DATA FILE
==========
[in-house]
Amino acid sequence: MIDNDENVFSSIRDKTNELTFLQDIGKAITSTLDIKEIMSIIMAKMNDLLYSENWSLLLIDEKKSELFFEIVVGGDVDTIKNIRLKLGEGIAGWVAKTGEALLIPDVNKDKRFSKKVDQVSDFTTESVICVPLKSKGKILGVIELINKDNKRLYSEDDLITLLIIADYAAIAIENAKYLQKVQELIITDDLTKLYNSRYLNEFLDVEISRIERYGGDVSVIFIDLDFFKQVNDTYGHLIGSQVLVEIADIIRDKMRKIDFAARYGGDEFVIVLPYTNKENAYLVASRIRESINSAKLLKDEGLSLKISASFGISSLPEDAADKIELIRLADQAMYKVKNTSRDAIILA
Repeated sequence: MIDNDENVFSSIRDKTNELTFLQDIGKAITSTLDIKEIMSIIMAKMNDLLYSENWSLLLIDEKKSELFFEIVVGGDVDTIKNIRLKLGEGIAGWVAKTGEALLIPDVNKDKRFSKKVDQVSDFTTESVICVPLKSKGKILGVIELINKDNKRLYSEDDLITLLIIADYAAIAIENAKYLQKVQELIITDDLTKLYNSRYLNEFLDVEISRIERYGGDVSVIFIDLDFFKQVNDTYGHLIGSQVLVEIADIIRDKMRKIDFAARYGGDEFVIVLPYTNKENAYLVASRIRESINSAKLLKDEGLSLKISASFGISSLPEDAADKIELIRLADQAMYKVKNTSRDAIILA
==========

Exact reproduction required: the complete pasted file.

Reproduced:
[in-house]
Amino acid sequence: MIDNDENVFSSIRDKTNELTFLQDIGKAITSTLDIKEIMSIIMAKMNDLLYSENWSLLLIDEKKSELFFEIVVGGDVDTIKNIRLKLGEGIAGWVAKTGEALLIPDVNKDKRFSKKVDQVSDFTTESVICVPLKSKGKILGVIELINKDNKRLYSEDDLITLLIIADYAAIAIENAKYLQKVQELIITDDLTKLYNSRYLNEFLDVEISRIERYGGDVSVIFIDLDFFKQVNDTYGHLIGSQVLVEIADIIRDKMRKIDFAARYGGDEFVIVLPYTNKENAYLVASRIRESINSAKLLKDEGLSLKISASFGISSLPEDAADKIELIRLADQAMYKVKNTSRDAIILA
Repeated sequence: MIDNDENVFSSIRDKTNELTFLQDIGKAITSTLDIKEIMSIIMAKMNDLLYSENWSLLLIDEKKSELFFEIVVGGDVDTIKNIRLKLGEGIAGWVAKTGEALLIPDVNKDKRFSKKVDQVSDFTTESVICVPLKSKGKILGVIELINKDNKRLYSEDDLITLLIIADYAAIAIENAKYLQKVQELIITDDLTKLYNSRYLNEFLDVEISRIERYGGDVSVIFIDLDFFKQVNDTYGHLIGSQVLVEIADIIRDKMRKIDFAARYGGDEFVIVLPYTNKENAYLVASRIRESINSAKLLKDEGLSLKISASFGISSLPEDAADKIELIRLADQAMYKVKNTSRDAIILA